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carlos burse, germany, 2010-2011

Fulbright Year: 2010-2011
Country: Germany
Proposal Type: English Teaching Assistant
UGA Undergraduate Majors: German, Germanic and Slavic Languages
Graduation Date: May 2010
Hometown: Roswell, GA

During his Fulbright year in Germany, Carlos Burse says he learned just as much outside the classroom as he did inside.

“I concentrated my efforts on learning more about youth pop culture in Germany and the ‘German’ persona, a few of the things you can’t learn in the classroom,” he says. “Of course teaching, using and improving my German, and traveling were part of my year abroad as an ETA, but I most enjoyed gaining an understanding of the German people – that is what is considered typically German and how are these characteristics present in Germans of different ages and from different regions of the country.”

As is often the case with American students abroad, Carlos came to fully appreciate his home country and heard plenty of discussions – pro and con – about the United States.

“My Fulbright year made me a lot more aware of what it is to be an American,” he says. “I learned what people of other countries thought about Americans and what they expected of our country. Interestingly I also became aware of how much I take for granted, thinking that my suburban life in Georgia was the norm, nothing out of the ordinary, when in fact the life I live is extraordinary, comparatively.

“There was so much that I learned while working as an ETA in Germany, but I think that my newly discovered insights about the U.S., the perceptions about America(ns), and my life at home rank among the most noteworthy, to me at least, as I went to Germany with the expectation to teach others about America, not to learn about America myself; for me it was an interesting and unexpected surprise.”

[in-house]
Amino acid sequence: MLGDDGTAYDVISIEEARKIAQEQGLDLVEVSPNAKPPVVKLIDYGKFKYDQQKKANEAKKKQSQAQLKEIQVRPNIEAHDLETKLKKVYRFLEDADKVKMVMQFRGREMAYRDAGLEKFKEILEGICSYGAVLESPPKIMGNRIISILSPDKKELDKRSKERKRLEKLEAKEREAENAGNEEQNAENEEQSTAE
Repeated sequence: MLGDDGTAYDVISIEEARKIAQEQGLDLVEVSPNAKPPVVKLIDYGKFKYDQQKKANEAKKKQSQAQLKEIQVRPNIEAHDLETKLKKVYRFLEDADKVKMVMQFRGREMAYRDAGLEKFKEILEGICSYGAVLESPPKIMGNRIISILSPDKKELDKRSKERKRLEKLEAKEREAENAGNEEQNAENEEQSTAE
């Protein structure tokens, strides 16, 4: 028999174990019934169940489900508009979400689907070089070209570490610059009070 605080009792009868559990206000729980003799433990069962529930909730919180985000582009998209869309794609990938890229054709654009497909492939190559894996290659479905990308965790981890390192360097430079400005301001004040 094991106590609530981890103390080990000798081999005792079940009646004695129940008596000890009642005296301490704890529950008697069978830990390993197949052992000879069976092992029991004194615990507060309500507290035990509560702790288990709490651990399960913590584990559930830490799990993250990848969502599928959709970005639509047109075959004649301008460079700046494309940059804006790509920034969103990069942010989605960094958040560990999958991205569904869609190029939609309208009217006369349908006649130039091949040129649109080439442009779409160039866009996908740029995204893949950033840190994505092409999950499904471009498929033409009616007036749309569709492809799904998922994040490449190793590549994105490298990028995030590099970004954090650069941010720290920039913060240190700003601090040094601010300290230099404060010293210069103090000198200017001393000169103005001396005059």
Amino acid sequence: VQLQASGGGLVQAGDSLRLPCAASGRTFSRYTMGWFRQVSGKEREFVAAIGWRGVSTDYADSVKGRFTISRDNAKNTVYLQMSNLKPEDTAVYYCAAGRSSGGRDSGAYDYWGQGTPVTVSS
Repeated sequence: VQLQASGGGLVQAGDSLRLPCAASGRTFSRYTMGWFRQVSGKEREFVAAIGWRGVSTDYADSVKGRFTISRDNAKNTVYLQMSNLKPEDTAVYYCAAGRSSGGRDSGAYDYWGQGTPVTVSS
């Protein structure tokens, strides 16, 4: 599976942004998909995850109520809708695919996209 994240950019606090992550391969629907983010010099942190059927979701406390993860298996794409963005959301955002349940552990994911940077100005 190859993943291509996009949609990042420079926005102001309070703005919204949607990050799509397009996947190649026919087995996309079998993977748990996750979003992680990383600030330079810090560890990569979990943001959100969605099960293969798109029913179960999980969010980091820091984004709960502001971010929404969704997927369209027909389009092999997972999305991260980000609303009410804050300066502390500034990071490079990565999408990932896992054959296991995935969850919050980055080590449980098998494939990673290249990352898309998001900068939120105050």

In terms of memorable moments, Carlos says he’ll not soon forget his participation in a conference, where he spent a week with fellow students, who shared his passion for language.

“My favorite memory from my Fulbright year would have to be the Berlin Conference,” he says. “All of the American teaching assistants throughout Germany (and a few other countries in Europe) gathered in late March for a one-week conference in the heart of Berlin. Something about being around my peers, some of the most intelligent and capable scholars of German in the country, was refreshing. For once I was able to discuss my specific interests of the language without feeling like a nerd.

“It was a really comfortable and enlightening experience. I think there is something to be said about the experience of meeting and discussing with driven, like-minded individuals who have similar interests and goals to your own.”

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